Petition 80439

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US-China Political Relations (80439-GM-R301)

Revise Resolution 301, United States-China Political Relations, as follows:
Revise first paragraph:
Our Political Understandings
In late 1978, the governments of the United States and the People’s Republic of China (PRC) reached agreement establishing full diplomatic relations. The United States ended official relations-diplomatic and military-with the authorities on Taiwan.   (In March 1979, the U.S. Congress passed and Taiwan Relations Act, putting U.S. Relations with Taiwan on an unofficial basis.) The United States recognized the People’s Republic of China as the “sole legal government of China” but reserved the right, over PRC objections, to sell “defensive” weapons to Taiwan. At the time of normalization, the PRC refused to rule out the possibility of reunifying with the island of Taiwan by force but offered to allow Taiwan to maintain the political, economic, and military status quo if Taiwan were to recognize PRC sovereignty.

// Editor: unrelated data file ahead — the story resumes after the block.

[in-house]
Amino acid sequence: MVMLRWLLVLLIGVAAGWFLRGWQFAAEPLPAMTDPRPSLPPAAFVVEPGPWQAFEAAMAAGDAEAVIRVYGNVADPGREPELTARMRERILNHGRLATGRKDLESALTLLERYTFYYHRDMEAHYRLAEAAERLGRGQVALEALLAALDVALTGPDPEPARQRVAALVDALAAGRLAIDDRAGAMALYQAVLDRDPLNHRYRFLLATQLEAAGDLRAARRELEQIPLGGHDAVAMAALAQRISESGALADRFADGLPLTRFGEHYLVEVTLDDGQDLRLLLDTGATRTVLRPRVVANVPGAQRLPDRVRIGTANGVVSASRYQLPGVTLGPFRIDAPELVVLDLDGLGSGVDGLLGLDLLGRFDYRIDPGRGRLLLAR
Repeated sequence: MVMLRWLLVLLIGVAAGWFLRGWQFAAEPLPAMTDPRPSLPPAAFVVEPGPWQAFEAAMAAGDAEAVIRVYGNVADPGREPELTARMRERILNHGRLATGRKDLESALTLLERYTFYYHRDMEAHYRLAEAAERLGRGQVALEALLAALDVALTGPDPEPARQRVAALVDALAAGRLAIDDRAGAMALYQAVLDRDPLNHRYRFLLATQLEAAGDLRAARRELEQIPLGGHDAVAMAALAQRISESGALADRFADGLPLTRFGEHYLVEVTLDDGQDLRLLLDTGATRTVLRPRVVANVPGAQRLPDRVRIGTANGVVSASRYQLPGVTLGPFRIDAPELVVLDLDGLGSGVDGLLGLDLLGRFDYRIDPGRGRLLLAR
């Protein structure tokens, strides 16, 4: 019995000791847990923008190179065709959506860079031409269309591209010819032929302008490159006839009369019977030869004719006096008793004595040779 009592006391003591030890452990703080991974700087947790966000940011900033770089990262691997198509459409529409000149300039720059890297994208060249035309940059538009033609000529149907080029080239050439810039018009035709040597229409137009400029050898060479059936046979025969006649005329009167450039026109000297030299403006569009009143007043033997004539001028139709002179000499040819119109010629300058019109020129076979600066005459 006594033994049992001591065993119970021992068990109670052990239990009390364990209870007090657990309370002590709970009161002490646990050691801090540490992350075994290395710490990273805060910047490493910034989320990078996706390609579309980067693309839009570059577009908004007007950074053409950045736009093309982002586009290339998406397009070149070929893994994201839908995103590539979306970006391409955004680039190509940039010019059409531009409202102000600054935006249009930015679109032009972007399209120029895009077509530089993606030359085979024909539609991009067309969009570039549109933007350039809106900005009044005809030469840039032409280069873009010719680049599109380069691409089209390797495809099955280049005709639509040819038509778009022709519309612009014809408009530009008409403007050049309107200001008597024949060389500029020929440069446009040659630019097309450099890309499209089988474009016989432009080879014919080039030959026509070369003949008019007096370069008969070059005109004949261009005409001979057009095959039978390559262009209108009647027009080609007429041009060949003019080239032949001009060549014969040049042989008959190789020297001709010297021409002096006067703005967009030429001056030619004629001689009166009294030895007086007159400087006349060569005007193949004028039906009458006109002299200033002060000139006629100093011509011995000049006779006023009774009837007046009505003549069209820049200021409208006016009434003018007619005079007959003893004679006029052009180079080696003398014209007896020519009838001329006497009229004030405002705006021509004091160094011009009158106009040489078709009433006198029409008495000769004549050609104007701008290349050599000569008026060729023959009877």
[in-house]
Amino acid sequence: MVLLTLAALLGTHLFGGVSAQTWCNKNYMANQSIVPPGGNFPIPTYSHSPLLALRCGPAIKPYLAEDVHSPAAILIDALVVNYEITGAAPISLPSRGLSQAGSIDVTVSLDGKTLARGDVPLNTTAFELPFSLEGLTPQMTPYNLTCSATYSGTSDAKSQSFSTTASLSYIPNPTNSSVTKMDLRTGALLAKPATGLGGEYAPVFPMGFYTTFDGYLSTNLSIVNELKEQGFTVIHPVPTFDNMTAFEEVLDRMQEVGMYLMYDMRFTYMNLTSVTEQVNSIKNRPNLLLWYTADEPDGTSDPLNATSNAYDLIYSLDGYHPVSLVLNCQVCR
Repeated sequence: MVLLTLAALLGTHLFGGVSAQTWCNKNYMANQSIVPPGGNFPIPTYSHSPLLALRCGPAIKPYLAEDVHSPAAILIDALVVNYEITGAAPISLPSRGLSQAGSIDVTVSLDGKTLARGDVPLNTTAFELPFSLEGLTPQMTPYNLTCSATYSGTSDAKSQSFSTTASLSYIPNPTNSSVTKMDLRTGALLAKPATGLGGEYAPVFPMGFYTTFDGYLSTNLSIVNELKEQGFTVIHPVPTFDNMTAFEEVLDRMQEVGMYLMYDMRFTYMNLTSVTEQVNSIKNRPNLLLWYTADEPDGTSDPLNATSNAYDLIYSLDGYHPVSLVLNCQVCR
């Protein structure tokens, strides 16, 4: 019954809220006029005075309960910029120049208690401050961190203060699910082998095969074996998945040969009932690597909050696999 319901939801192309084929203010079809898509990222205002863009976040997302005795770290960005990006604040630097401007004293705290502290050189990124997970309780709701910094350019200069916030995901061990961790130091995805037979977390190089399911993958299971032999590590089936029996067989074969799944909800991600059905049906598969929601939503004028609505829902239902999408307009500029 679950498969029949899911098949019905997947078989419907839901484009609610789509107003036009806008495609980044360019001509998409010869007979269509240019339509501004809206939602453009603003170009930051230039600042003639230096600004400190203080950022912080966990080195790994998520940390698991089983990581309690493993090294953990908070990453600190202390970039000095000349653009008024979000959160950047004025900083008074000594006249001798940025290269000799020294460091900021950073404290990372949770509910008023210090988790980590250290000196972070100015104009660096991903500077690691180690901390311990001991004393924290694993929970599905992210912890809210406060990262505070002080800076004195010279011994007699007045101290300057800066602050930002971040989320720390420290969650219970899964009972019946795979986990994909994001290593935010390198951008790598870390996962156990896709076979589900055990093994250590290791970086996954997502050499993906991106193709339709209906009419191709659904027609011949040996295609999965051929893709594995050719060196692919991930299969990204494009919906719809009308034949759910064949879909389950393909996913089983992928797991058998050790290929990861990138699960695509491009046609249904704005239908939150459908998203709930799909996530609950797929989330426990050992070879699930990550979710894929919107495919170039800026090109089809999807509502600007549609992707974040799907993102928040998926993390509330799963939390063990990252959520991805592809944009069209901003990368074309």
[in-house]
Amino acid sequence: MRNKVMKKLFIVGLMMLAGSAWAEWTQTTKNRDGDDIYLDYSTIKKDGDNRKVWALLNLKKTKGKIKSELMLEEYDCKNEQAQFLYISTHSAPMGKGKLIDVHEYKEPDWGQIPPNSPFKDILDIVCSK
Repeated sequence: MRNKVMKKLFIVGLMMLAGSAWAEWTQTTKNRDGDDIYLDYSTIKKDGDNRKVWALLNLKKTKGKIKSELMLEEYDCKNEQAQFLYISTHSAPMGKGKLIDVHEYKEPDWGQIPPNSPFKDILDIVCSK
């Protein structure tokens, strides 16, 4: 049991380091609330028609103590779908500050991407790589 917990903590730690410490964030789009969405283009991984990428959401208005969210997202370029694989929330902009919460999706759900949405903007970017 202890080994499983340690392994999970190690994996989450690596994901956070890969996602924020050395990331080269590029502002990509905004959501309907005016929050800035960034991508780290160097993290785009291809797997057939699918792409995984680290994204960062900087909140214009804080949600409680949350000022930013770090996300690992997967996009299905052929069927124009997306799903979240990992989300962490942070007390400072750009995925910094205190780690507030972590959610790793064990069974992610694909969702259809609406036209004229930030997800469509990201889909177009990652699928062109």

Delete fifth paragraph, as follows:
Fundamentally, the two countries have yet to determine what kind of long-term relationship they want. Misperceptions and misunderstanding are all too common on both sides, even on basic principles.
As a case in point, the two sides had sharp disagreements during 1981 and 1982 over the issue of continuing U.S. arms sales to Taiwan.  By August 1982, Washington and Beijing had clarified their understanding on this question: The PRC stated that its “fundamental policy” was to “strive for peaceful reunification” with Taiwan. In that context, the U.S. government pledged not to increase and in fact to reduce its sale of arms to Taiwan. But this agreement only holds in abeyance a resolution of the Taiwan issue.